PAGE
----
Jul 19, 2019 02:56 AM

Apple Supplier TSMC Beats Estimates on Rising Demand for High-Powered Chips

Silicon wafers made by Taiwan Semiconductor Manufacturing Co. Photo: Bloomberg
Silicon wafers made by Taiwan Semiconductor Manufacturing Co. Photo: Bloomberg

(Bloomberg) — Taiwan Semiconductor Manufacturing Co. projected current-quarter revenue ahead of estimates as the Apple Inc. supplier shrugs off a smartphone slump and U.S. sanctions on Huawei Technologies Co. to ride demand for cutting-edge chips.

The world’s largest contract chipmaker expects sales of $9.1 billion to $9.2 billion in the September quarter, ahead of average projections for about $8.9 billion. The Taiwanese company earlier reported a drop in June-quarter net income to NT$66.8 billion ($2.1 billion), still topping the estimated NT$65.7 billion.

TSMC’s solid outlook may allay fears of a persistent global chip downturn as Washington and Beijing clash. Its technological edge in chip making may help it grab an outsized portion of demand for advanced high-performance semiconductors, particularly as countries roll out ultra-fast fifth-generation wireless networks. TSMC’s business has bottomed and should begin to rebound, Chief Executive Officer C. C. Wei said.

“We have passed the bottom of the cycle of our business and should see our demand increase,” he told reporters Thursday in Taipei. “We see very, very strong demand” in the second half of 2019.

As the world’s largest player in made-to-order chips, TSMC is a barometer for the broader industry as well as Apple, which accounts for about a fifth of its revenue. While uncertainty remains, its better-than-projected outlook underscores expectations the industry is bottoming out after a dismal few years, when consumers took longer to replace their smartphones and Bitcoin prices collapsed.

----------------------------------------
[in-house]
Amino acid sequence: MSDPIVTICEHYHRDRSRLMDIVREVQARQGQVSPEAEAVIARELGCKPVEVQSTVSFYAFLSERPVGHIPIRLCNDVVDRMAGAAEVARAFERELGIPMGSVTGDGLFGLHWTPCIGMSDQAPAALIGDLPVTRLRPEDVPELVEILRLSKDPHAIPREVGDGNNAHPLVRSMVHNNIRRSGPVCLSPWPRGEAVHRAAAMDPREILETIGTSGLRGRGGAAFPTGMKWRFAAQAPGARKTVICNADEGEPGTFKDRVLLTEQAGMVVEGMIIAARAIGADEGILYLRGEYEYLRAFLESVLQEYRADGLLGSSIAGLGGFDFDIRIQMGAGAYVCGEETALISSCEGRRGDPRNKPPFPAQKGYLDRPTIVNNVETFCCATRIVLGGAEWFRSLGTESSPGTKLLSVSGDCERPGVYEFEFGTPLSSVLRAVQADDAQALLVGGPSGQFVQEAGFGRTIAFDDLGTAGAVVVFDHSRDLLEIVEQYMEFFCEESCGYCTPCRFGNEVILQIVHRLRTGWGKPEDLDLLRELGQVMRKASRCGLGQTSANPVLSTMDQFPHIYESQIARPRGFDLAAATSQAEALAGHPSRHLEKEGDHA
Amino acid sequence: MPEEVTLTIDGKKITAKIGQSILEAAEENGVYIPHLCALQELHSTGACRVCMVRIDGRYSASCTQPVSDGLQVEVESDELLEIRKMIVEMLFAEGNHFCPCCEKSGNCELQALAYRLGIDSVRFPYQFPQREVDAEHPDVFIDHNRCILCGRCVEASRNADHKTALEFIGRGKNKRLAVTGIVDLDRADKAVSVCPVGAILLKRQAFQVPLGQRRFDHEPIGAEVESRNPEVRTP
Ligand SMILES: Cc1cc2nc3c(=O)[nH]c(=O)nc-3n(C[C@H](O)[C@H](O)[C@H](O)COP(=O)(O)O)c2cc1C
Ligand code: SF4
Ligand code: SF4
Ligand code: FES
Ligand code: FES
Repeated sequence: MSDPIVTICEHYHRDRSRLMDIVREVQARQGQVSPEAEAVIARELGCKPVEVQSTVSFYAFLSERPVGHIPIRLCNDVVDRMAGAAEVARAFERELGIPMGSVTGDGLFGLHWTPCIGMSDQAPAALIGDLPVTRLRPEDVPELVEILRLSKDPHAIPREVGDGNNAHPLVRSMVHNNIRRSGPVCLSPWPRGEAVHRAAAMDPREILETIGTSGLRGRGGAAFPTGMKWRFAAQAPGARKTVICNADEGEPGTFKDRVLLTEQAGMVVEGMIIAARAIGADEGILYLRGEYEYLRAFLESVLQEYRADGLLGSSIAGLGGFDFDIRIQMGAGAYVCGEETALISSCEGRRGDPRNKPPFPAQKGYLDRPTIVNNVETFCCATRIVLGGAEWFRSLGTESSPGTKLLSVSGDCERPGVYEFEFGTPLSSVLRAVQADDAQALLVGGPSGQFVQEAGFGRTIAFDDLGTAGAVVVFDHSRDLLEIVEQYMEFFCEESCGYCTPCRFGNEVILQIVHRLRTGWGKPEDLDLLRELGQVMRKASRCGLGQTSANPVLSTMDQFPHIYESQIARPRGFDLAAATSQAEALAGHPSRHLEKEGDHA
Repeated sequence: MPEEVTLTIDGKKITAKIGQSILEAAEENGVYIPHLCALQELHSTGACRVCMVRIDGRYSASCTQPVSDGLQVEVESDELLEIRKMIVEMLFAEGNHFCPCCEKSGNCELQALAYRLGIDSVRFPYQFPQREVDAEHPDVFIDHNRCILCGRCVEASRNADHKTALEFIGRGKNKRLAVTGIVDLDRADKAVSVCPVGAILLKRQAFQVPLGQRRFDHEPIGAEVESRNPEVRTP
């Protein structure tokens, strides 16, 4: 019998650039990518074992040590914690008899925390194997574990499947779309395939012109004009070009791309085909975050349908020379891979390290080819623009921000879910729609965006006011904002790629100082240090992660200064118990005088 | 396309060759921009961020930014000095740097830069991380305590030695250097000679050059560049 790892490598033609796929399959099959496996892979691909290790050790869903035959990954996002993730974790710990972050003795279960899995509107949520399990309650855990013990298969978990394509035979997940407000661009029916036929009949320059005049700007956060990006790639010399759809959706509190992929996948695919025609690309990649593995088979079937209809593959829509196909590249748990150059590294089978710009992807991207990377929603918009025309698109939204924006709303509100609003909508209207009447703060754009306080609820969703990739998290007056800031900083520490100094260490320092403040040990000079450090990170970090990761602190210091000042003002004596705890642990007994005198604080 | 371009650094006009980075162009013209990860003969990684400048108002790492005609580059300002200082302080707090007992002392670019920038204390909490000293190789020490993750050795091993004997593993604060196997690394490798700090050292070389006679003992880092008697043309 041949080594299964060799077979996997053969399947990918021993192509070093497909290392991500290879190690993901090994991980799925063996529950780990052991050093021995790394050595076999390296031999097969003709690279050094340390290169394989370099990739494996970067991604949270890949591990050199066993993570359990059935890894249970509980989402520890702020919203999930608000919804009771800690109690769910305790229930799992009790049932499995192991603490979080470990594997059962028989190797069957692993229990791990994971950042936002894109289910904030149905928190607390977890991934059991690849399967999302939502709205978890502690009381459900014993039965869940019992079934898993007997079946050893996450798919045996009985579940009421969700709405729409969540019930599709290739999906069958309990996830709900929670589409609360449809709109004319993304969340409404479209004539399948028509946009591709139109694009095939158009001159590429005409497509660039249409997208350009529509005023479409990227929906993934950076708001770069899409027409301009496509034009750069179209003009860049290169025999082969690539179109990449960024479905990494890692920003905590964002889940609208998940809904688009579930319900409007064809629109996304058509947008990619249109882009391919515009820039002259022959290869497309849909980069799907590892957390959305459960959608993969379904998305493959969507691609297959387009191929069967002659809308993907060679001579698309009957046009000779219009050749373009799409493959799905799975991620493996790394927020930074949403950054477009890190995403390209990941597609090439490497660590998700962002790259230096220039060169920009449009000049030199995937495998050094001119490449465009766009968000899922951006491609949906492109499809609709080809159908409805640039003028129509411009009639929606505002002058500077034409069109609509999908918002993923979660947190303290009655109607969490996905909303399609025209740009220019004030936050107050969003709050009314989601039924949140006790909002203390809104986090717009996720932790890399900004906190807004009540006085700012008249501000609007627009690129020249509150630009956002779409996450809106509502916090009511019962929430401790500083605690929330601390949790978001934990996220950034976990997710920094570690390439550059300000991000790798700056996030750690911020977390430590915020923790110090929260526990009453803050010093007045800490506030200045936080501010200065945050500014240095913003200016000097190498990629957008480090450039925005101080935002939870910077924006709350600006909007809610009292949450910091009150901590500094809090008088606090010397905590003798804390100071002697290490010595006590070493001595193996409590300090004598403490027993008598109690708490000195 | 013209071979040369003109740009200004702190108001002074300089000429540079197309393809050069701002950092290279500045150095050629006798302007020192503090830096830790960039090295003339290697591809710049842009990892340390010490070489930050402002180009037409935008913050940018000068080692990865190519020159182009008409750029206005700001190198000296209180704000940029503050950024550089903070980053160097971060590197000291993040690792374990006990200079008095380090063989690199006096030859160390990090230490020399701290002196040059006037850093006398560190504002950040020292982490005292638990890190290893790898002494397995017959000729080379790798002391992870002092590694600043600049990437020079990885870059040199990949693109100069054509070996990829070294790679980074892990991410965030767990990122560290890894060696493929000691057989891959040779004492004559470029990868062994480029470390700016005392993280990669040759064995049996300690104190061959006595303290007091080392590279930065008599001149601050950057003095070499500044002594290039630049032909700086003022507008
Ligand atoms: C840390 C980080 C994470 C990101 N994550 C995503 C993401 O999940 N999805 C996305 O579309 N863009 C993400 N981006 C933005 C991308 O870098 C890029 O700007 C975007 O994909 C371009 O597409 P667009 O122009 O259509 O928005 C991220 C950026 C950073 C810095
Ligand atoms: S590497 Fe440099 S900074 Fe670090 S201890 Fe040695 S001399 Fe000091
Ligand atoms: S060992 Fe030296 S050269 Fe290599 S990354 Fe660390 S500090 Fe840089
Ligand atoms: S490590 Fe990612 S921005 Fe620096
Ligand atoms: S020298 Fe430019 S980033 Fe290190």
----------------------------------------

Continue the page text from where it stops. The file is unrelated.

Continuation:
Orders for crypto-mining gear are expected to help TSMC’s third-quarter sales, according to Morgan Stanley, which recently lifted its target price on the stock by 9%. The typical year-end ramp-up of iPhone manufacturing and a new chip-product cycle from Advanced Micro Devices Inc. could also buoy the top line.

“The guidance shows that management is confident on the recovery of demand in the second half, possibly boosted by new orders from AMD,” Bloomberg Intelligence analyst Charles Shum said. “And, we expect the gross margin can return to 50%” by the fourth quarter.

TSMC and its industry peers are grappling with a plateauing smartphone market, efforts by top customer Apple to move beyond hardware, and U.S. tech-export curbs that have hammered No. 2 customer Huawei. It previously reported a 4.5% slide in first-half revenue — its worst January-to-June performance since 2011.

While top executives expressed confidence that things are turning around, they warned of uncertainties springing from global trade tensions. Japan’s curbs on the export to South Korea of certain vital chip making materials could hammer industry players like Samsung Electronics Co. and further depress global smartphone demand.

“The recent Japan-Korea dispute is probably the most uncertain” factor for TSMC’s fourth quarter, Chairman Mark Liu said.

The company signaled its intention Thursday to invest for the future, saying its spending on capacity and upgrades could exceed $11 billion this year.

TSMC’s shares stood largely unchanged before the announcement and have gained more than 12% this year.

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